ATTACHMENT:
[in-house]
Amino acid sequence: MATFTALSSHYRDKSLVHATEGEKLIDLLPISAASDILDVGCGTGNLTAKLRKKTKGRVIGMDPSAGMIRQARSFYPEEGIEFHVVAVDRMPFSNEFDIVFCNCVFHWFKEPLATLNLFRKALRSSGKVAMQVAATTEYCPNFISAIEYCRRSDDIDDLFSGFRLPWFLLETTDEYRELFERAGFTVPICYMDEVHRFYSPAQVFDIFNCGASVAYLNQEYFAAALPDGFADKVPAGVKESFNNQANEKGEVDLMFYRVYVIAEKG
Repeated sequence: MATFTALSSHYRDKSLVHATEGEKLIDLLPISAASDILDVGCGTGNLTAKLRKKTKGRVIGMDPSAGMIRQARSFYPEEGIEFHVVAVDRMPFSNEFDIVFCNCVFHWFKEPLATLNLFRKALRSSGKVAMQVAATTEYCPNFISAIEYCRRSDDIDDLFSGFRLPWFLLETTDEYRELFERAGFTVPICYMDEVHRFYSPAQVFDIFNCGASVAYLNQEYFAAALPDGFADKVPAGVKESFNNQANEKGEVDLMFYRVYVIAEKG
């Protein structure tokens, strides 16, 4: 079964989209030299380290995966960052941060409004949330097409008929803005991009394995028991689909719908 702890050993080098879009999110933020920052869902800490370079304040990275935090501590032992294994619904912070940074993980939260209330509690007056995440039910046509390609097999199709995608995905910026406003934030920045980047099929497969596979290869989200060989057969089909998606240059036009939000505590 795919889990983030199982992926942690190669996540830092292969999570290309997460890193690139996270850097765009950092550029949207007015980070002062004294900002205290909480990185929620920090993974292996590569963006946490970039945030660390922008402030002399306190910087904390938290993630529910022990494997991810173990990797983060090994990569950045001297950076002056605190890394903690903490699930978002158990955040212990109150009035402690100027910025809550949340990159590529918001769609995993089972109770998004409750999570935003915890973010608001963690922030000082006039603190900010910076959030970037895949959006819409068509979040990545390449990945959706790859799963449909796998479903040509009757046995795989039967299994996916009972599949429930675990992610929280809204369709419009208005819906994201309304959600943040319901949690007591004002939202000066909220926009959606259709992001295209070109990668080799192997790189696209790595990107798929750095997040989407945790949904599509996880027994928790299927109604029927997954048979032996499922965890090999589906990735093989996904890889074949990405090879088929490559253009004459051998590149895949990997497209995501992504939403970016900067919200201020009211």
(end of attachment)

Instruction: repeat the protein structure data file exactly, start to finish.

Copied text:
[in-house]
Amino acid sequence: MATFTALSSHYRDKSLVHATEGEKLIDLLPISAASDILDVGCGTGNLTAKLRKKTKGRVIGMDPSAGMIRQARSFYPEEGIEFHVVAVDRMPFSNEFDIVFCNCVFHWFKEPLATLNLFRKALRSSGKVAMQVAATTEYCPNFISAIEYCRRSDDIDDLFSGFRLPWFLLETTDEYRELFERAGFTVPICYMDEVHRFYSPAQVFDIFNCGASVAYLNQEYFAAALPDGFADKVPAGVKESFNNQANEKGEVDLMFYRVYVIAEKG
Repeated sequence: MATFTALSSHYRDKSLVHATEGEKLIDLLPISAASDILDVGCGTGNLTAKLRKKTKGRVIGMDPSAGMIRQARSFYPEEGIEFHVVAVDRMPFSNEFDIVFCNCVFHWFKEPLATLNLFRKALRSSGKVAMQVAATTEYCPNFISAIEYCRRSDDIDDLFSGFRLPWFLLETTDEYRELFERAGFTVPICYMDEVHRFYSPAQVFDIFNCGASVAYLNQEYFAAALPDGFADKVPAGVKESFNNQANEKGEVDLMFYRVYVIAEKG
């Protein structure tokens, strides 16, 4: 079964989209030299380290995966960052941060409004949330097409008929803005991009394995028991689909719908 702890050993080098879009999110933020920052869902800490370079304040990275935090501590032992294994619904912070940074993980939260209330509690007056995440039910046509390609097999199709995608995905910026406003934030920045980047099929497969596979290869989200060989057969089909998606240059036009939000505590 795919889990983030199982992926942690190669996540830092292969999570290309997460890193690139996270850097765009950092550029949207007015980070002062004294900002205290909480990185929620920090993974292996590569963006946490970039945030660390922008402030002399306190910087904390938290993630529910022990494997991810173990990797983060090994990569950045001297950076002056605190890394903690903490699930978002158990955040212990109150009035402690100027910025809550949340990159590529918001769609995993089972109770998004409750999570935003915890973010608001963690922030000082006039603190900010910076959030970037895949959006819409068509979040990545390449990945959706790859799963449909796998479903040509009757046995795989039967299994996916009972599949429930675990992610929280809204369709419009208005819906994201309304959600943040319901949690007591004002939202000066909220926009959606259709992001295209070109990668080799192997790189696209790595990107798929750095997040989407945790949904599509996880027994928790299927109604029927997954048979032996499922965890090999589906990735093989996904890889074949990405090879088929490559253009004459051998590149895949990997497209995501992504939403970016900067919200201020009211």